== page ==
(Photography by Julio S. Sandoval)
Last week, we baptized my gorgeous boy, Santiago. Ana, who is my son’s godmother, and her beautiful family came to Denver from LA for the celebration. It was a lovely ceremony and the party afterward was fun and totally relaxed. I cooked arroz con pollo!
Santiago wore a beautiful white guayabera his godfather brought from Mexicali. I was worried he’d cry or at least soltar un chillido when the water was poured on him. Instead, he smiled angelically. It was beautiful.
The baptism took place in the same church his sister Vanessa was baptized in about 4 1/2 years ago. The ceremony was held in Spanish. (I think I might have mentioned that I only pray in Spanish). I love the church because, unlike more modern buildings, it reminds me of churches in my country.
I was feeling kind of bad that we waited this long to baptize Santiago. For the majority of Catholics, baptism is a sacrament that occurs right after a child is born. Santiago turned 19 months a couple of days before his baptism. But the truth is that it took us a while to decide on a godfather. I don’t know if this is only true of the Latino culture, but for us, baptizing a child is more than a religious ceremony. It also has to do with a bit of tradition and customs. Godparents become our compadres and comadres and, in our family’s case, we choose them because we see them as the people we’d trust with our niño’s life con los ojos cerrados.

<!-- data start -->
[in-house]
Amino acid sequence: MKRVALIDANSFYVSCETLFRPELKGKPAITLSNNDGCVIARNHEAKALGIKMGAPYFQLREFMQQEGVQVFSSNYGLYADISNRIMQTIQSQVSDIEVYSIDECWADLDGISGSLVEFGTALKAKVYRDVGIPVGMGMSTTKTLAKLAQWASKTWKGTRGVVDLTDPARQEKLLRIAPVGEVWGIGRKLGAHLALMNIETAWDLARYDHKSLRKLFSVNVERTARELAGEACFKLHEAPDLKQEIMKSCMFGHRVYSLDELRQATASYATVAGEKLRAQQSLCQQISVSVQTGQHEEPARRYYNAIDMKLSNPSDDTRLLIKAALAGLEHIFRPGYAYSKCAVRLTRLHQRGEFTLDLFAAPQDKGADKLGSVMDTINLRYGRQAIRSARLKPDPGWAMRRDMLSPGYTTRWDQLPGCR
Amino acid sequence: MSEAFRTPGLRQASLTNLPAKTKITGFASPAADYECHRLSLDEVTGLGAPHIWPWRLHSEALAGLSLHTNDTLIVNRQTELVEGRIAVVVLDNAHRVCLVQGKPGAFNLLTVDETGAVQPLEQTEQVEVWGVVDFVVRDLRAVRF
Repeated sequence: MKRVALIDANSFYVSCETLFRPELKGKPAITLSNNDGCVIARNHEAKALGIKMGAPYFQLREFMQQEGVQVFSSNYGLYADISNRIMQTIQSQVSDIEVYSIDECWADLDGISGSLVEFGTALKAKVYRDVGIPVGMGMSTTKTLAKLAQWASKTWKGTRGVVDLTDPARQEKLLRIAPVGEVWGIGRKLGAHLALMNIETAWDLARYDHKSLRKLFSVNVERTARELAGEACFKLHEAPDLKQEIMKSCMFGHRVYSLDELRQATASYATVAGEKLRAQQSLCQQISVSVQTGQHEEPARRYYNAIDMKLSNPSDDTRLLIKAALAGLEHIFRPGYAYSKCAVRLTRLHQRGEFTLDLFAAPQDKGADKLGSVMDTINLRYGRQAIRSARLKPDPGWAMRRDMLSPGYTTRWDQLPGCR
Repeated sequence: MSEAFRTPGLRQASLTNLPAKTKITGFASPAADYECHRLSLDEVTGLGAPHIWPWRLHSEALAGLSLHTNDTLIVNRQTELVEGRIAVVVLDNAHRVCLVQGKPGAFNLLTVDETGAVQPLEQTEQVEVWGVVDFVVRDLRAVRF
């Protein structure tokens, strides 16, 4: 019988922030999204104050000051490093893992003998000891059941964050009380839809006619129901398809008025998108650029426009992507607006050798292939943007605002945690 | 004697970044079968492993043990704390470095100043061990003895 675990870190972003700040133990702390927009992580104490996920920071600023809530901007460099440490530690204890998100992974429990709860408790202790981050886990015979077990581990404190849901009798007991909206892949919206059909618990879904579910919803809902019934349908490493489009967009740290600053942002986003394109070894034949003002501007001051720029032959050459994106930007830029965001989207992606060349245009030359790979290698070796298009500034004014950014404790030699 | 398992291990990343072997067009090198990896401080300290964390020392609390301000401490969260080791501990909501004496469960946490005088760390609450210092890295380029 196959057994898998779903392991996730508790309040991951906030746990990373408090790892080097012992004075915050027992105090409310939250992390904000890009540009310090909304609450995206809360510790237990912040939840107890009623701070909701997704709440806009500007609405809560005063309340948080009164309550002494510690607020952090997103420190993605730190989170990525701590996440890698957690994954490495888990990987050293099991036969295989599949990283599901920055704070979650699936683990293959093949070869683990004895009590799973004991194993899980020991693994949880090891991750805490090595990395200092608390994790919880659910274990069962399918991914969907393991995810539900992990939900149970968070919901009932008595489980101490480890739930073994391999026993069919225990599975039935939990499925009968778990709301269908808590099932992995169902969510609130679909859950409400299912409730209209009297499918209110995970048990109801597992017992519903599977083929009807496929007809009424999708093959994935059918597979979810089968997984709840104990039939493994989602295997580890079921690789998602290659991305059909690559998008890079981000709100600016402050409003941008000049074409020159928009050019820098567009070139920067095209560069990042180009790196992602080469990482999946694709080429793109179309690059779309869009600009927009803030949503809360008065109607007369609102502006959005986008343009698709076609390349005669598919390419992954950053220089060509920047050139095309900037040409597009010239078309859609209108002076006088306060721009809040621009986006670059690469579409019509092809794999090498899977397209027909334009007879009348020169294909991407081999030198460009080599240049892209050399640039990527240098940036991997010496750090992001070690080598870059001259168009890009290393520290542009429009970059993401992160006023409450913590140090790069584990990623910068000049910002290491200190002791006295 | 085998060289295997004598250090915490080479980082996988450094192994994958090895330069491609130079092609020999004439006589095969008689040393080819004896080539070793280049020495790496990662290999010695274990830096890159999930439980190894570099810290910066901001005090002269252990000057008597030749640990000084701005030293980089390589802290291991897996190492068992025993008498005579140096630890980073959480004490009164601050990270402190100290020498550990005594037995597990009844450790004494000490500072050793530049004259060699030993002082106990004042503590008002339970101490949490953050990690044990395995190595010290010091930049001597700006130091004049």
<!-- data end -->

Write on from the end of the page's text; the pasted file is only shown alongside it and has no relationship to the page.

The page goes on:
Both the padrino and the madrina we chose as Santiago’s godparents are those kind of people. After I realized I was pregnant for the second time, I knew right away that I wanted Ana to be my child’s godmother. We’ve know each other since college, more than 17 years and counting. And, while we haven’t really lived in the same city for a very, very long time, our friendship has never wavered.
Our labor of love, SpanglishBaby, has only continued to solidify our friendship. I’m honored that she accepted to be my son’s madrina.